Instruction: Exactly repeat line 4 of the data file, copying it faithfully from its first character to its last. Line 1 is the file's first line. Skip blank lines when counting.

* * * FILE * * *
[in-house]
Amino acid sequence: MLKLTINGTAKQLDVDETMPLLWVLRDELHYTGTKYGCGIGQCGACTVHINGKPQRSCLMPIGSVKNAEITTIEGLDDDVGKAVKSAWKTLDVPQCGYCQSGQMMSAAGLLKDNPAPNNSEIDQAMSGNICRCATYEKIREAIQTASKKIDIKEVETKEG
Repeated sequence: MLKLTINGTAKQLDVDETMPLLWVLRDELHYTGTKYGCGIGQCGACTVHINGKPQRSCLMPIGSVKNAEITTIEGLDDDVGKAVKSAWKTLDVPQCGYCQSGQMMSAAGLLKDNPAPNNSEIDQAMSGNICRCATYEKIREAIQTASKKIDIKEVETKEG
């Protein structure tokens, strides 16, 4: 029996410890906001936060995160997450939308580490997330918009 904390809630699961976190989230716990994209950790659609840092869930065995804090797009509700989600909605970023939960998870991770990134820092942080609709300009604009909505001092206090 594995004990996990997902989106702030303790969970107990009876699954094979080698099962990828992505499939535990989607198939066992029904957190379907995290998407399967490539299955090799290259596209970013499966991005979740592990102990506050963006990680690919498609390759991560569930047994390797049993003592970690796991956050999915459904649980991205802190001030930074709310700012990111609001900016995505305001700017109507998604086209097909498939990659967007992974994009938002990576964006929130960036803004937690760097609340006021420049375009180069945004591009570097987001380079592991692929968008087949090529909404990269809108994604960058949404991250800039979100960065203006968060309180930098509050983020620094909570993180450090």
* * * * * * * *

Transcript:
């Protein structure tokens, strides 16, 4: 029996410890906001936060995160997450939308580490997330918009 904390809630699961976190989230716990994209950790659609840092869930065995804090797009509700989600909605970023939960998870991770990134820092942080609709300009604009909505001092206090 594995004990996990997902989106702030303790969970107990009876699954094979080698099962990828992505499939535990989607198939066992029904957190379907995290998407399967490539299955090799290259596209970013499966991005979740592990102990506050963006990680690919498609390759991560569930047994390797049993003592970690796991956050999915459904649980991205802190001030930074709310700012990111609001900016995505305001700017109507998604086209097909498939990659967007992974994009938002990576964006929130960036803004937690760097609340006021420049375009180069945004591009570097987001380079592991692929968008087949090529909404990269809108994604960058949404991250800039979100960065203006968060309180930098509050983020620094909570993180450090």